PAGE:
Mining News

Coal Crashing in Kentucky

Posted by Alana Wilson on 11/27/2013 4:59:10 PM

By Dr. Kenneth P. Green

Writing in the Wall Street Journal, Kris Maher and Tom McGinty reveal the economic devastation landing in the U.S. Appalachians as a result of economic and regulatory shifts in coal mining:

Unprecedented pressures on the U.S. coal industry and nearly two years of mine closures and layoffs are reshaping the heart of the Central Appalachian coalfields in ways that many experts believe could be permanent.

While the coal industry overall is losing market share to abundant natural gas, mines in Central Appalachia have become increasingly uneconomical. Natural gas is cheaper, and so is coal mined in two other big coal basins centered in Wyoming and Illinois.

A Wall Street Journal analysis of Mine Safety and Health Administration data reveals that the picture is bleakest across a swath of 26 counties in Kentucky's eastern coalfields, where coal has been the lifeblood for more than a century.

The effects on employment, made personal in the article via a profile of now-unemployed coal miner Everett Napier, has hit the region hard:

The number of coal-mining and related jobs in the region remained fairly steady between 2000 through 2011, fluctuating from one quarter to the next by an average of about 400 jobs, but never dipping below 11,400. Since 2011, the area has seen an unrelenting decline that left eastern Kentucky with just 8,000 mining jobs in the second quarter of this year. State officials say there are now fewer miners working in Kentucky than any other time in records dating to the 1920s—a decline largely driven by the eastern slice of the state.

Miners, and mining company executives blame (at least in some measure) new regulations from the Environmental Protection Agency that has made coal less attractive as a power source:

In interviews with more than two dozen unemployed miners, nearly all blamed President Barack Obama and the Environmental Protection Agency for their plight. They cited a series of regulations to tighten emissions rules for coal-burning power plants, which they said amounted to what has popularly been called a "war on coal."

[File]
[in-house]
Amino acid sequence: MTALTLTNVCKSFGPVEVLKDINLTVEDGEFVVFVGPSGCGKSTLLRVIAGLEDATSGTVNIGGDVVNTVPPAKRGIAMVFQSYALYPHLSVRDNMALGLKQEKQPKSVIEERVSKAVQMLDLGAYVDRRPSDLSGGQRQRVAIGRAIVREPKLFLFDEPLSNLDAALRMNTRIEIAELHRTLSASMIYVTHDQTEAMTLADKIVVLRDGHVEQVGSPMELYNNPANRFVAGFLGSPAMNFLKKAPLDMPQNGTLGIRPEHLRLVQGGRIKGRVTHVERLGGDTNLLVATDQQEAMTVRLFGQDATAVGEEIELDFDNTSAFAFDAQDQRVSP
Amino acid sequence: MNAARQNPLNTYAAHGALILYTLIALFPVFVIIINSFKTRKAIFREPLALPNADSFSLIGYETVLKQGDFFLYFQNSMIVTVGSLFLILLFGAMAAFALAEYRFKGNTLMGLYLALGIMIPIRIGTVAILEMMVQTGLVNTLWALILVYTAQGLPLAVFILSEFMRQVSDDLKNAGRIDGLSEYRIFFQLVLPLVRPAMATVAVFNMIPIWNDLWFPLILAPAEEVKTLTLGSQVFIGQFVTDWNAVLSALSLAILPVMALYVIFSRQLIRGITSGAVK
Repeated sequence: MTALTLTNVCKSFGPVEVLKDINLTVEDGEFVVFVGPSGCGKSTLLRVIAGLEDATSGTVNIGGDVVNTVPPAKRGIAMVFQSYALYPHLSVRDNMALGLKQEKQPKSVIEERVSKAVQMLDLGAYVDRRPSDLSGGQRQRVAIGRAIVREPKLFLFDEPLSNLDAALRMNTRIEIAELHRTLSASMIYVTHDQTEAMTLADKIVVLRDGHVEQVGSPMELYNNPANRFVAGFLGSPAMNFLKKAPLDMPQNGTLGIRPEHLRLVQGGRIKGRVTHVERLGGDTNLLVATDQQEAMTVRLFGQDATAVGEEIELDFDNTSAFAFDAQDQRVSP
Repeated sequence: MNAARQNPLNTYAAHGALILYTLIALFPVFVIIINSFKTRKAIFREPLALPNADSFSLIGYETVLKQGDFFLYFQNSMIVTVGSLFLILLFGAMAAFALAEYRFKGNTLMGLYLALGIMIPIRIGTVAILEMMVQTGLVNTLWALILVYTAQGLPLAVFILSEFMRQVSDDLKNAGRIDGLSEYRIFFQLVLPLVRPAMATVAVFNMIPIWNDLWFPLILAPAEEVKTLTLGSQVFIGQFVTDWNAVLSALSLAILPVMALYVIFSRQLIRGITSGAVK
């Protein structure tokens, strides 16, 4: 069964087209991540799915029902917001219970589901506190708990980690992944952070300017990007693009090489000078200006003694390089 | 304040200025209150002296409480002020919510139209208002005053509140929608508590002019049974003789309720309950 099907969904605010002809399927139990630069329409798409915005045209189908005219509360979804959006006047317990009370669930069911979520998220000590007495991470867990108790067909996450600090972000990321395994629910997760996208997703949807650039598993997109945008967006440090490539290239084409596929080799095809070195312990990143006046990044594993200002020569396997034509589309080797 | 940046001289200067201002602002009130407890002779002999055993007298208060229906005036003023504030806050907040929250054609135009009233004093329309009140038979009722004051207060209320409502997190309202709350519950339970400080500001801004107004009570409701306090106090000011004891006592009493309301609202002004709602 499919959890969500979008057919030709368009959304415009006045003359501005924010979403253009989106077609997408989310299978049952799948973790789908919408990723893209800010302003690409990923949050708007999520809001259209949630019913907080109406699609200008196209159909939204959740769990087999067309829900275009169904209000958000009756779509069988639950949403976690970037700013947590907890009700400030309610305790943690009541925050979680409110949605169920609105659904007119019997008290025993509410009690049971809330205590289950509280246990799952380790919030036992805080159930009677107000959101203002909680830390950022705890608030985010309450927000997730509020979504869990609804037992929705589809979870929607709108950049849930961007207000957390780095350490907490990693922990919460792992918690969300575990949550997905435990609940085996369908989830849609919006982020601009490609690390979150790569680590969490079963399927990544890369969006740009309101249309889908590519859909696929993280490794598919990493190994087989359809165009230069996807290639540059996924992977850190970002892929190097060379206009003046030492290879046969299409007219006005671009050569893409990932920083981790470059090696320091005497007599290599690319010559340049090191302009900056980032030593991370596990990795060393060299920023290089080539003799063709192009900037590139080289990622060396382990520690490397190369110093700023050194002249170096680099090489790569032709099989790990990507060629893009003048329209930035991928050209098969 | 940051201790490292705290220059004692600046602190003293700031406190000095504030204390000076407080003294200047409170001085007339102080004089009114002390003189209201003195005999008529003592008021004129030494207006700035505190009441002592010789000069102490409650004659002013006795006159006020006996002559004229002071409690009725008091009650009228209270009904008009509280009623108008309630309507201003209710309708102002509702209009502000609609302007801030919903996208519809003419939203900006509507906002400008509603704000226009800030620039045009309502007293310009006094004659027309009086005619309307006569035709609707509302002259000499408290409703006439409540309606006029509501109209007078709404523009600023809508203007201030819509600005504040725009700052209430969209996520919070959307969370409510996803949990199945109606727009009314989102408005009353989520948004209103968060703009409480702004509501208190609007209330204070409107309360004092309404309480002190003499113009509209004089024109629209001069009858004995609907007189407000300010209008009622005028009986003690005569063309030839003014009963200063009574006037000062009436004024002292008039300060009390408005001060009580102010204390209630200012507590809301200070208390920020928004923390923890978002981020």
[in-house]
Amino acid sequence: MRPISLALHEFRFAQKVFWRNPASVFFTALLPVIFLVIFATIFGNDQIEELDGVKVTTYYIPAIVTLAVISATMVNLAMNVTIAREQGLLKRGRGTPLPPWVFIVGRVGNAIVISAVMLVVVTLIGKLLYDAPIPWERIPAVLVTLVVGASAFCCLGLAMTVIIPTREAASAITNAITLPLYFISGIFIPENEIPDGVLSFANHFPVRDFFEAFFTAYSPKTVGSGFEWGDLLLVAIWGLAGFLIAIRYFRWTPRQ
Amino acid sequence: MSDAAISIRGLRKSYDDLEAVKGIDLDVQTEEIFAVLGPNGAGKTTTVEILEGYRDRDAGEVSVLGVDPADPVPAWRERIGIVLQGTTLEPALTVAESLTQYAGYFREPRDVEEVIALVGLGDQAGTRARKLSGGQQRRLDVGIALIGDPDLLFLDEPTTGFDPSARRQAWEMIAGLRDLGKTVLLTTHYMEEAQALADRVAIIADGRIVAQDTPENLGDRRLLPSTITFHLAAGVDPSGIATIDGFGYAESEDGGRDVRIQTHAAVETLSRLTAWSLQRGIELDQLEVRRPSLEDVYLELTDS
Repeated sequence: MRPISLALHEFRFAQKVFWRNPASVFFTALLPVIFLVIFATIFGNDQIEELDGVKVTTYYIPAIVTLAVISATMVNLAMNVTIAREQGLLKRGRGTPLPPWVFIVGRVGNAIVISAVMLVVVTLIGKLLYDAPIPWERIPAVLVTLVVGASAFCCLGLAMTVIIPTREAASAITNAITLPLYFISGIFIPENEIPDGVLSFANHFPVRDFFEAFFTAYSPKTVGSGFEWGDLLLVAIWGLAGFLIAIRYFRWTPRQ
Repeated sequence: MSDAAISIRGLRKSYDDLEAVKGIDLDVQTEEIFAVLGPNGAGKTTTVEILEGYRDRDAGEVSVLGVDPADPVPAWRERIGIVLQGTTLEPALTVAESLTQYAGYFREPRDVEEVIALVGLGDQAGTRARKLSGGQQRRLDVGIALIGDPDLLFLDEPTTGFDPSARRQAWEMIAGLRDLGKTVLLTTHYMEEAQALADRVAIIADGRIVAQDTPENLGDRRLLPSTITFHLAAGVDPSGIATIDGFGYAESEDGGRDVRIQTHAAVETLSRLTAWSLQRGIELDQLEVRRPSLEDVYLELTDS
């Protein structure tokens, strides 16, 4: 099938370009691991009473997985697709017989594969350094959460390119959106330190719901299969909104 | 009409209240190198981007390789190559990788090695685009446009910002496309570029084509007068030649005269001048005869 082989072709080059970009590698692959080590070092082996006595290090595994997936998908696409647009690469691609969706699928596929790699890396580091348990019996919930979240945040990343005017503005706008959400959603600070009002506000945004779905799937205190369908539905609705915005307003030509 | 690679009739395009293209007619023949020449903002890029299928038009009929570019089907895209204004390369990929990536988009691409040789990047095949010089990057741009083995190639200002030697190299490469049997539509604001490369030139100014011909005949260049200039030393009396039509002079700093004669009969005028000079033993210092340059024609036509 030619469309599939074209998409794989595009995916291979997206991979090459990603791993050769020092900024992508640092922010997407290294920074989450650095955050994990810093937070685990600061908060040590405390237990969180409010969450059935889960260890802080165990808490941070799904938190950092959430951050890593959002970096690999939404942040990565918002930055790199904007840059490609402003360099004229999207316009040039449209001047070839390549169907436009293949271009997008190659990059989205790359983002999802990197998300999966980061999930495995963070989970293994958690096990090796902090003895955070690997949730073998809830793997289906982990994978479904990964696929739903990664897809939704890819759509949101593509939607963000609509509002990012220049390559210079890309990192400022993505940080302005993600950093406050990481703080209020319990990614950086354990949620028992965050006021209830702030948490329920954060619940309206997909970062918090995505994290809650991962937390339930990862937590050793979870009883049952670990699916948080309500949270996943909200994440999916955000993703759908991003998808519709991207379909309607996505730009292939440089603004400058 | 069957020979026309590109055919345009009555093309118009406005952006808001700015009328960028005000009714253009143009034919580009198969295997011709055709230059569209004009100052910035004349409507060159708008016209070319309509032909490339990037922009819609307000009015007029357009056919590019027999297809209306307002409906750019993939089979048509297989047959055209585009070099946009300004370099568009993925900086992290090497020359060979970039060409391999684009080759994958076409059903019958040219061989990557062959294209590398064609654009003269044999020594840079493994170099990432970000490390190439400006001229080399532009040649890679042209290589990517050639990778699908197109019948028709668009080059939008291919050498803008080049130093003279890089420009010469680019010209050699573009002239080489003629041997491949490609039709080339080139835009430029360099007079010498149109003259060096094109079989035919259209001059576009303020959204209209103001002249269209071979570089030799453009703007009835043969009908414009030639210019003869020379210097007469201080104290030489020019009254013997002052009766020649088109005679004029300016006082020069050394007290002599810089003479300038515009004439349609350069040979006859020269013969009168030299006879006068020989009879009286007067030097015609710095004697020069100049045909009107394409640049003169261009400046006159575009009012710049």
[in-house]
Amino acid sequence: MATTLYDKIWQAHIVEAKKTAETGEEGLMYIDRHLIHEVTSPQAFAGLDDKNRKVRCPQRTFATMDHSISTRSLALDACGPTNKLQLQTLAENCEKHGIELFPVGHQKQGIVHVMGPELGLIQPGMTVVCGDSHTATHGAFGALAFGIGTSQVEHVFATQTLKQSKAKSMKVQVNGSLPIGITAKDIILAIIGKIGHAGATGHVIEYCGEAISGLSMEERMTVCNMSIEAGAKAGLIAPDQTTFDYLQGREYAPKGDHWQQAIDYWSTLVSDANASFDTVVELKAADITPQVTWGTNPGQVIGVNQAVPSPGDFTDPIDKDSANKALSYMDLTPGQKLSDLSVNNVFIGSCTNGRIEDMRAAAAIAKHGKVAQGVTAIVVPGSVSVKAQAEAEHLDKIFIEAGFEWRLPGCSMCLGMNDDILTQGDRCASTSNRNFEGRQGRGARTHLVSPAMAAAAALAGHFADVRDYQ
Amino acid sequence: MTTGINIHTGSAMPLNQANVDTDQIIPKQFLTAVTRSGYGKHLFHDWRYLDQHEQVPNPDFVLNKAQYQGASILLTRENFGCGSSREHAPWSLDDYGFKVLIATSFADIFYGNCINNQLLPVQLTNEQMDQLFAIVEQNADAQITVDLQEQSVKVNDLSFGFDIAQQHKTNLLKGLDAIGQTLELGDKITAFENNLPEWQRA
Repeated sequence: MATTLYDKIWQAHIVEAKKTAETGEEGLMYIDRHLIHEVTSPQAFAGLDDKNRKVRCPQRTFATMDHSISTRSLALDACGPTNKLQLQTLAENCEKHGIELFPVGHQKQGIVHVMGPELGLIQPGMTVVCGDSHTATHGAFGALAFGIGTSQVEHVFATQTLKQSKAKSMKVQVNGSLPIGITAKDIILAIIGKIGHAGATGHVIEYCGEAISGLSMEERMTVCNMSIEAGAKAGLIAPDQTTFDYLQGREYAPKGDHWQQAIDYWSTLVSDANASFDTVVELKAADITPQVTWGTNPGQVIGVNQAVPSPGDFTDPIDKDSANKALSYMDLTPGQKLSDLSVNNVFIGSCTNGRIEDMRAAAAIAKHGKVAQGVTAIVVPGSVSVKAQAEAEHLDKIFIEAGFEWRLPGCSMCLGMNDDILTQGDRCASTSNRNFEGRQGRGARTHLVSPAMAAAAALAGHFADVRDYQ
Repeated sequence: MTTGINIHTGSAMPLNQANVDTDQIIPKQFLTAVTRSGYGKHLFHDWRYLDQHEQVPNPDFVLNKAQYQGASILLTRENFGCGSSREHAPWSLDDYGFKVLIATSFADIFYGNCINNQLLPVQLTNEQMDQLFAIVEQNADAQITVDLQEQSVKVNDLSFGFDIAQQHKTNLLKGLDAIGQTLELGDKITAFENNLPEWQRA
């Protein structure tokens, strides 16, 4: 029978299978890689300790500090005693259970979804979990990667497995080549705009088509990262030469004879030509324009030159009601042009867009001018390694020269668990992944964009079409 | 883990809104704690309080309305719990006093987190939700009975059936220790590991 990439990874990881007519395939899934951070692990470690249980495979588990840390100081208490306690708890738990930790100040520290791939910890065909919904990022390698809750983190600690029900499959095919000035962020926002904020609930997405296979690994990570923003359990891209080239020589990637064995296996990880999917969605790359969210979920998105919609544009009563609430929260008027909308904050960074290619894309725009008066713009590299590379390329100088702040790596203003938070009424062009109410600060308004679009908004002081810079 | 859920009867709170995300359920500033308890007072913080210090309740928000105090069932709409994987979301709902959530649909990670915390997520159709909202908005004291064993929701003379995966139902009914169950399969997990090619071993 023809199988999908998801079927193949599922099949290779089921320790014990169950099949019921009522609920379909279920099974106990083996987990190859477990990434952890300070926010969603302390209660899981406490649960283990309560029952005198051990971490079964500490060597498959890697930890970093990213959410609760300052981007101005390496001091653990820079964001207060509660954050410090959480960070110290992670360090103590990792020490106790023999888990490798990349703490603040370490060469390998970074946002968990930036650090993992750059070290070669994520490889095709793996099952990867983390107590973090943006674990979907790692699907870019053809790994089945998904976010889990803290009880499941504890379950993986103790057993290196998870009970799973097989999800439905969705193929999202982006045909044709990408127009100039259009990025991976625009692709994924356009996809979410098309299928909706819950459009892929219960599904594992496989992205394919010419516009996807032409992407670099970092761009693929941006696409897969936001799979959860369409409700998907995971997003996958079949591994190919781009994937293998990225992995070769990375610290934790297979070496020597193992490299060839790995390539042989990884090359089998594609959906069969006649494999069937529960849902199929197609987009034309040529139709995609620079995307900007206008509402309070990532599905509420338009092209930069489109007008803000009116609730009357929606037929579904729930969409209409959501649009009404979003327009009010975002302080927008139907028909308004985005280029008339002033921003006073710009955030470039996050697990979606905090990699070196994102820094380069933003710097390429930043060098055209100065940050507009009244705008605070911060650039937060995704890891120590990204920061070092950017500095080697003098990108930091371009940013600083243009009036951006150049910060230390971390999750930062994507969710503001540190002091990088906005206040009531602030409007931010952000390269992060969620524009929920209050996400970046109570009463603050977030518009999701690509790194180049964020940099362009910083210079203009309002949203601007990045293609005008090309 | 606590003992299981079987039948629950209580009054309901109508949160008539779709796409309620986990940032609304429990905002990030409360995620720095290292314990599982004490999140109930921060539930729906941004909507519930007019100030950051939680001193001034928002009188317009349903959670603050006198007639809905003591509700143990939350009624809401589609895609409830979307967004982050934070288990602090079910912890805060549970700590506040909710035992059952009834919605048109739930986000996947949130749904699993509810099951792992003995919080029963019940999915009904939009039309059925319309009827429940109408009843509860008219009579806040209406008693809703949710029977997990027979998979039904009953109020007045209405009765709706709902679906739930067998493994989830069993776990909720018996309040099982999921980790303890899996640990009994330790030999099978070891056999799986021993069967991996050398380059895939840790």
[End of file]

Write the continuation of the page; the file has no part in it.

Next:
"Obama's starving us out. He ain't got a clue," said Paul Swanson, 46, of Cawood, Ky., who was laid off the day before Thanksgiving in 2012 from a mine with a 27- inch-thick coal seam, which requires miners to work on their knees. After his lengthy unemployment, he said he no longer can afford a phone.

Most coal industry executives see the situation as more complex. They say the stepped-up regulations have exacerbated a market depression brought about by new fracking technologies that have revolutionized natural gas drilling and made it possible to tap massive reservoirs of gas from deep shale layers.

"We're in a structural shift as a result of the regulatory environment," said Kevin Crutchfield, chief executive of Alpha Natural Resources Inc. of Bristol, Va. "I don't think the scale would be nearly as great" without increased regulations.

The EPA disavows responsibility for Kentucky’s coal crash, saying its “regulatory approach toward the power sector seeks to ensure a clear path forward for coal.”




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